WASHINGTON (7/23/12)--Revising the Truth in Lending Act to clarify the definition of "private student loan" is one of many steps that Congress could take to improve the educational lending market for students, families, schools and financial institutions, Consumer Financial Protection Bureau (CFPB) Director Richard Cordray said in a recent report.
The recommendation is one of many made in a joint CFPB/U.S. Department of Education (DOE) private student lending industry report that was released last week. The report was mandated by the Dodd-Frank Wall Street Reform Act.
The report found that loosened lending standards between 2005 and 2007 made private student loans risky for many consumers, and led to many students borrowing more than they needed to finance their educational expenses. The private student loan market grew to $20 billion in 2008, and private student loan default rates "have spiked significantly" since that time. More than 850,000 individual student loans are in default, the report noted. This adds up to $8 billion in unpaid loans.
While federal student loan terms are usually more favorable than private loan terms, the CFPB/DOE examination found that many students did not exhaust their federal Stafford Loan limits before they took out private student loans. Borrowers also lacked an understanding of key differences between private and federal student loans.
Congress could require lenders to work more directly with educational institutions during the student loan origination process. The report suggested that lenders verify that the loan amount requested by a student does not exceed the student's needs, and said private lenders could also be required to examine a borrower's federal loan eligibility before they take out a student loan.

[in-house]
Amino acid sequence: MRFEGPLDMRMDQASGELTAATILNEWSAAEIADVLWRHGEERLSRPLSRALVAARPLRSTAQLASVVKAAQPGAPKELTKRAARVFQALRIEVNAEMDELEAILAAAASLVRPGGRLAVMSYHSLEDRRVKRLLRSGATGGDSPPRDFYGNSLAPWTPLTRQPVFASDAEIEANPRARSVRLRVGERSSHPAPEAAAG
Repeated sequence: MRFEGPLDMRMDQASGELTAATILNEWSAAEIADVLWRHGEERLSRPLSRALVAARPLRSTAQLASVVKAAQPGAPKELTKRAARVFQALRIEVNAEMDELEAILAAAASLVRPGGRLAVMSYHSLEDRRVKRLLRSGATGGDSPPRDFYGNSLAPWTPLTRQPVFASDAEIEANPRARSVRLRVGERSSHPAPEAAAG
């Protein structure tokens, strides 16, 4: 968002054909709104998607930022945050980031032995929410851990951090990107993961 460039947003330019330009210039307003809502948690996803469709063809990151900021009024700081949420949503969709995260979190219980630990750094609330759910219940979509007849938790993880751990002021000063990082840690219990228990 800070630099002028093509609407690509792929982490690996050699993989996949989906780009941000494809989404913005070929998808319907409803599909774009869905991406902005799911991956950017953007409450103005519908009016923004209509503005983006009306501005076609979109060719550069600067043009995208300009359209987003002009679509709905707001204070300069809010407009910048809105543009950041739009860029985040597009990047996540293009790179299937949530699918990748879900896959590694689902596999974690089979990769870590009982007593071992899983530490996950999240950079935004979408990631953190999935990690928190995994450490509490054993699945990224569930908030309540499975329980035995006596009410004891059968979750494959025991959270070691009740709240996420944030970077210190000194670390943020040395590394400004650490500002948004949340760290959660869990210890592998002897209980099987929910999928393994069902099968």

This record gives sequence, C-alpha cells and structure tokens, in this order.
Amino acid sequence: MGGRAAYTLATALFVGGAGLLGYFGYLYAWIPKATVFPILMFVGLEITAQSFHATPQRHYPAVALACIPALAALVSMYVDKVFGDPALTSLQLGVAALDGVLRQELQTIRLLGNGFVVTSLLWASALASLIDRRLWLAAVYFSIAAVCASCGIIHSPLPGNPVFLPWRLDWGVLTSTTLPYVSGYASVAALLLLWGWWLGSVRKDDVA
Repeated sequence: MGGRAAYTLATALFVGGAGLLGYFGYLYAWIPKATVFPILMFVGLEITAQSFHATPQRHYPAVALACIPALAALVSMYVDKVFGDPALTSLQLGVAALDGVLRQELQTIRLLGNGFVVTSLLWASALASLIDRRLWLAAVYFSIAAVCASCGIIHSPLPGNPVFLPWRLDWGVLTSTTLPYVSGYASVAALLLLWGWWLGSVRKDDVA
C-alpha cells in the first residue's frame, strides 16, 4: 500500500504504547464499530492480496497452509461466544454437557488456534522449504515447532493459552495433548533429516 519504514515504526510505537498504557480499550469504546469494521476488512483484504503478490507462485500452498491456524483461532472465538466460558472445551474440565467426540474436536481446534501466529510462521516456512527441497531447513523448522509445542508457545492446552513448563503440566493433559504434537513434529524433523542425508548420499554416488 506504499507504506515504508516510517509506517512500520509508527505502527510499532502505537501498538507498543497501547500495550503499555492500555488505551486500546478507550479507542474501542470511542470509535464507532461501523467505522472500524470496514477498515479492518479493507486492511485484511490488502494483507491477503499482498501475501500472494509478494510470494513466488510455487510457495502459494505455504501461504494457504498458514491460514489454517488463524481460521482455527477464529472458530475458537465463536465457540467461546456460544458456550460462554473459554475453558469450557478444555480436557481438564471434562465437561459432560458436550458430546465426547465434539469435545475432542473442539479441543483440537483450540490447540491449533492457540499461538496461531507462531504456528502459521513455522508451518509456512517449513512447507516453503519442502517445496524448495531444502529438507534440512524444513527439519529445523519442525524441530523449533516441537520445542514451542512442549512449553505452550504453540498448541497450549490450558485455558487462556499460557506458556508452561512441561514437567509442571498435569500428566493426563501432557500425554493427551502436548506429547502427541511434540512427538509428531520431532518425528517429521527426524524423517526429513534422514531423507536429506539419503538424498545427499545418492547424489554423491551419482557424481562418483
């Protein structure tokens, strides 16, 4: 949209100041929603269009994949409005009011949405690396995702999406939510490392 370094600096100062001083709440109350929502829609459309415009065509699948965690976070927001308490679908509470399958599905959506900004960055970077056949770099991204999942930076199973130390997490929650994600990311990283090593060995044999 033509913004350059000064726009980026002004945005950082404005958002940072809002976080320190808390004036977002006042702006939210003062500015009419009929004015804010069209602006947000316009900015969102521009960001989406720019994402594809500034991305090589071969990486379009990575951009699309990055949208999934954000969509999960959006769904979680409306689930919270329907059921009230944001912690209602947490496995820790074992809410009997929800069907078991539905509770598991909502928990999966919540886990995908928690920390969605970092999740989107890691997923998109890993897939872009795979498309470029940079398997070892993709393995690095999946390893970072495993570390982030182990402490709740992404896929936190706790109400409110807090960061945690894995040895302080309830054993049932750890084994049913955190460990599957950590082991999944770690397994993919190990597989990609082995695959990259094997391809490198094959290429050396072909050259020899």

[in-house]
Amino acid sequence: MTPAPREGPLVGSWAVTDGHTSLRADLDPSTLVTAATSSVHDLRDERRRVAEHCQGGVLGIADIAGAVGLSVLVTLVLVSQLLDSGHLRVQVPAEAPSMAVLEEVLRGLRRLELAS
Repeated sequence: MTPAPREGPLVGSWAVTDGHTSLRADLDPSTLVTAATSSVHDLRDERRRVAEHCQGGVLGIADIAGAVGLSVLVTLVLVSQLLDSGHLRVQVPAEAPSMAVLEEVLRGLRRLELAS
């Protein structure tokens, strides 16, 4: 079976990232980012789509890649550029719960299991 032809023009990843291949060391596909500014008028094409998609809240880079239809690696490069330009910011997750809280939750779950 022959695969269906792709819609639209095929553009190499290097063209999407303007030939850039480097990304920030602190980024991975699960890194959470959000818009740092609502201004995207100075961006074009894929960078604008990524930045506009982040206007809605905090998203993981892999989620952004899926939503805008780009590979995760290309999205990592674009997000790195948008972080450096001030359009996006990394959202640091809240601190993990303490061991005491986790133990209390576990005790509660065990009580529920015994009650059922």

Schools and lenders could also do more to inform borrowers of student loan costs before they take them out, and Congress could also examine recent bankruptcy law changes that make student loans non-dischargeable debt in bankruptcy proceedings.
Six colleges and four state university systems last month agreed to work with the CFPB and DOE to provide key financial information to incoming students. The information, which includes details on college costs, financial aid options, grant and scholarship information, and estimated loan repayment rates, will be provided to students starting in 2013.
The CFPB and DOE are also working together on an online student financial aid comparison tool. The agencies hope to officially launch the tool during the next school year.
The Credit Union National Association estimates that around 300 credit unions currently offer student loans to their members. Credit unions also provide financial education and seminars relating to student lending generally, and encourage students to attend. The CUStudentLoans.org website also provides extensive financial education regarding student lending, through both written information and webinars. The site is powered by Fynanz, a CUNA Strategic Services provider.